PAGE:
“Although the disease has been discovered in a free-ranging whitetail in this area, we cannot draw any conclusions at this time based on one detection,” said Dr. Bob Dittmar, TPWD’s Wildlife Veterinarian. “The proactive measures we are taking as part of our epidemiological investigation into this case are in line with the state’s strategies to prevent this disease from spreading any further. The more effective we are at containing this disease within a limited geographic area, the better it will be for our wildlife resources and all those who enjoy them.”

Effective immediately under an executive order issued by TPWD Executive Director Carter Smith, Surveillance Zone 3 (SZ3), which extends across portions of Bandera, Medina and Uvalde counties, is now a CWD Containment Zone and all associated rules for that designation are in effect. Those rules include restrictions on the movements of carcass parts as well as live deer possessed under the authority of a permit. The department is also implementing mandatory CWD testing of hunter harvested deer within this containment zone.

“This emergency action allows us to contain the threat of this disease spreading any further while we collect more information and gather more data,” said T. Dan Friedkin, Texas Parks and Wildlife Commission chairman. “Not only are these temporary emergency measures necessary and consistent with the state’s planned strategies for CWD management, they are essential for ensuring the protection of the state’s whitetail deer herd and the integrity of our hunting heritage.

“With the confirmation of CWD in a free-ranging buck in Medina County, the TAHC is working with TPWD to determine the disease risk in the area,” said Dr. Susan Rollo, TAHC State Epidemiologist. “TAHC understands and appreciates TPWD’s immediate response and temporary measures to prevent the inadvertent spread of CWD to other parts of Texas.”

While the general deer hunting season is over, TPWD will continue to collect samples from MLDP (Managed Lands Deer Program) properties in the new Containment Zone as well as road kills. The department is seeking as many additional samples for testing as it can obtain in order to get a better handle on the geographic extent and prevalence of the disease in this area.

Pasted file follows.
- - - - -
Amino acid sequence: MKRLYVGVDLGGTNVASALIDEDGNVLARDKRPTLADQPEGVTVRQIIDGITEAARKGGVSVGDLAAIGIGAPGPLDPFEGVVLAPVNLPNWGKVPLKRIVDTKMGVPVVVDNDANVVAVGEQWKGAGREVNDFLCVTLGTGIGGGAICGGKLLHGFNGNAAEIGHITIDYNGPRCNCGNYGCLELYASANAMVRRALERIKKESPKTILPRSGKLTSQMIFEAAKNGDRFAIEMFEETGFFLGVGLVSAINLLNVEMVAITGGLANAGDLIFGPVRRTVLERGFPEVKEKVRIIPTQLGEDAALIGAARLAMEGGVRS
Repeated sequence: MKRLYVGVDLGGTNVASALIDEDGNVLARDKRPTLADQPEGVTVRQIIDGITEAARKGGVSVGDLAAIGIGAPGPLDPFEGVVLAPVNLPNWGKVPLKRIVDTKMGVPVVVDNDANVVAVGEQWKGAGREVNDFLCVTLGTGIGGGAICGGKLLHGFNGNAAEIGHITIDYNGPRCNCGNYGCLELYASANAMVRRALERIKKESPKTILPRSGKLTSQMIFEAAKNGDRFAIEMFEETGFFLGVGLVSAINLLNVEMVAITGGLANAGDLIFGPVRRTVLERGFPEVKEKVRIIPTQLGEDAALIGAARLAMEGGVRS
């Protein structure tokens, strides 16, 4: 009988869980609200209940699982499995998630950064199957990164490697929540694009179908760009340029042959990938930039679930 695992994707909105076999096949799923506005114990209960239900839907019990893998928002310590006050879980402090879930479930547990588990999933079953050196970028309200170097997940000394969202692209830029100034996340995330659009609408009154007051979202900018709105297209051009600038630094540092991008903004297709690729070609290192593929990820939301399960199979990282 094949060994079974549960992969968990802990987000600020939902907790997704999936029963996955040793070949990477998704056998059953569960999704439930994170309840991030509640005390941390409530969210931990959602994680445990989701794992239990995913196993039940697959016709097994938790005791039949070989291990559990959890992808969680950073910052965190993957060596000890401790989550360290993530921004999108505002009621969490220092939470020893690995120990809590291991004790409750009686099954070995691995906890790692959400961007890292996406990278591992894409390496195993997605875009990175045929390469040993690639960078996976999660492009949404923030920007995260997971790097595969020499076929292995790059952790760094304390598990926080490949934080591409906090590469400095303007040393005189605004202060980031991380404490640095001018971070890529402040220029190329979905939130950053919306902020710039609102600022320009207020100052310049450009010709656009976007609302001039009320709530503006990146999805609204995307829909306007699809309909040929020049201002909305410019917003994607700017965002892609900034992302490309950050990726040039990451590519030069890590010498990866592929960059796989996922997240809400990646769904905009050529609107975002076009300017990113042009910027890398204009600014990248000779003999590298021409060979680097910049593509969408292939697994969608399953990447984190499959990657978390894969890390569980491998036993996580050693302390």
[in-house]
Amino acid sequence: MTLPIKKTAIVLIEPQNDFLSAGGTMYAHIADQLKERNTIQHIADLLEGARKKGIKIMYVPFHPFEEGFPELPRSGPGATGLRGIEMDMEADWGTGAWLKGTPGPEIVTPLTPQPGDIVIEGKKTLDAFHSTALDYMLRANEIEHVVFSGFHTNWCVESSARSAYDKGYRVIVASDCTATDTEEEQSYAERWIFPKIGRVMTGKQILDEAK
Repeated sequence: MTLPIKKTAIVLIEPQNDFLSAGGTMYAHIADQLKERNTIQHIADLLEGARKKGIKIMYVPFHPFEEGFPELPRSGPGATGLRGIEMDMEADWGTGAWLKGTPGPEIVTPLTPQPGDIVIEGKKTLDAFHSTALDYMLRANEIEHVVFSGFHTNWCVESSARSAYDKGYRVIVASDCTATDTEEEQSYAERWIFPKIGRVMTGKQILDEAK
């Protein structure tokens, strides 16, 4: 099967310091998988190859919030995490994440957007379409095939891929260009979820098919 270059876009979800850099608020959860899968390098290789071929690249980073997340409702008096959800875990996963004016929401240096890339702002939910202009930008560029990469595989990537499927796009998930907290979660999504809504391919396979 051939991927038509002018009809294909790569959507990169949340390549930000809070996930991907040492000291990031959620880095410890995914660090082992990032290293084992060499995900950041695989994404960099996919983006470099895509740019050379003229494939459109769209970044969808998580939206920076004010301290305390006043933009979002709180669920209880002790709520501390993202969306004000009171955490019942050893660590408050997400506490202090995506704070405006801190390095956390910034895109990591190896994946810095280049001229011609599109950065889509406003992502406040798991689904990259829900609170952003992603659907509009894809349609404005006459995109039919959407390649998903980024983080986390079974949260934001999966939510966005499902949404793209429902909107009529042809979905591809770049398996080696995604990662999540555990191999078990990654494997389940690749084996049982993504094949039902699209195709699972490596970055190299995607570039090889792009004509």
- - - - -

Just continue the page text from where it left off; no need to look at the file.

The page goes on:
TPWD unveils hunting season regulation proposals for 2017-18

Increased dove hunting opportunities across South Texas and expanded landowner-managed pronghorn permitting in the Panhandle highlight this year’s slate of proposed regulation changes for the 2017-18 Texas hunting seasons.

TPWD will be taking public comment on the following proposed changes to the 2017-18 Statewide Hunting Proclamation, with input to be considered prior to any action by the Texas Parks and Wildlife Commission at its March 23 public hearing:

• Increasing dove hunting opportunity by expanding the early September 4-day Special White-winged Dove Area hunting season to the entire South Zone boundary.

• Modify the age for the youth-waterfowl participants from 15 to 16 years of age.

Comments on the proposed rules may be submitted by phone or e-mail to Robert Macdonald at (512) 389-4775, robert [dot] macdondald [at] tpwd [dot] texas [dot] gov, or in writing to Texas Parks and Wildlife Department, attn. Wildlife Public Comment, 4200 Smith School Road, Austin, TX 78744. Comments may also be submitted through the department’s Internet website once the proposals have been published in the Texas Register.